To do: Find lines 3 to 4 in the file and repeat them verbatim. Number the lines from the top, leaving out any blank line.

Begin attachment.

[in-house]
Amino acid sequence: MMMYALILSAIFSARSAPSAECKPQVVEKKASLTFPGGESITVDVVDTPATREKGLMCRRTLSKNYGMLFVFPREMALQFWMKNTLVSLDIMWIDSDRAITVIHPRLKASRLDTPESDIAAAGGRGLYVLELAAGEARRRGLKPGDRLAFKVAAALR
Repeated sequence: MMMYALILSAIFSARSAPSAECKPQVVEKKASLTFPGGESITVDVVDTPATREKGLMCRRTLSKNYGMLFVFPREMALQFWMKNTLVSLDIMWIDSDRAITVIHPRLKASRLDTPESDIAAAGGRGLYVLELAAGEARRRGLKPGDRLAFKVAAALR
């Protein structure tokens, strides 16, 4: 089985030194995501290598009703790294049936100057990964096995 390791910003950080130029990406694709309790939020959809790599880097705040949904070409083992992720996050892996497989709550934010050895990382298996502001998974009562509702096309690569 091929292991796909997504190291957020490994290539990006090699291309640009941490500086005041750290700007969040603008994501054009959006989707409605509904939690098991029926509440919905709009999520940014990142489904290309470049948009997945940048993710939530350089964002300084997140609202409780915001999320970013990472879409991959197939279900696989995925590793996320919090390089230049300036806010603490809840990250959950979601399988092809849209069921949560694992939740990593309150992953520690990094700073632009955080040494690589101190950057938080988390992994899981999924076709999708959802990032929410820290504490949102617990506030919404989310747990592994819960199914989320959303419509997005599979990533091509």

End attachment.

Repeated sequence: MMMYALILSAIFSARSAPSAECKPQVVEKKASLTFPGGESITVDVVDTPATREKGLMCRRTLSKNYGMLFVFPREMALQFWMKNTLVSLDIMWIDSDRAITVIHPRLKASRLDTPESDIAAAGGRGLYVLELAAGEARRRGLKPGDRLAFKVAAALR
């Protein structure tokens, strides 16, 4: 089985030194995501290598009703790294049936100057990964096995 390791910003950080130029990406694709309790939020959809790599880097705040949904070409083992992720996050892996497989709550934010050895990382298996502001998974009562509702096309690569 091929292991796909997504190291957020490994290539990006090699291309640009941490500086005041750290700007969040603008994501054009959006989707409605509904939690098991029926509440919905709009999520940014990142489904290309470049948009997945940048993710939530350089964002300084997140609202409780915001999320970013990472879409991959197939279900696989995925590793996320919090390089230049300036806010603490809840990250959950979601399988092809849209069921949560694992939740990593309150992953520690990094700073632009955080040494690589101190950057938080988390992994899981999924076709999708959802990032929410820290504490949102617990506030919404989310747990592994819960199914989320959303419509997005599979990533091509």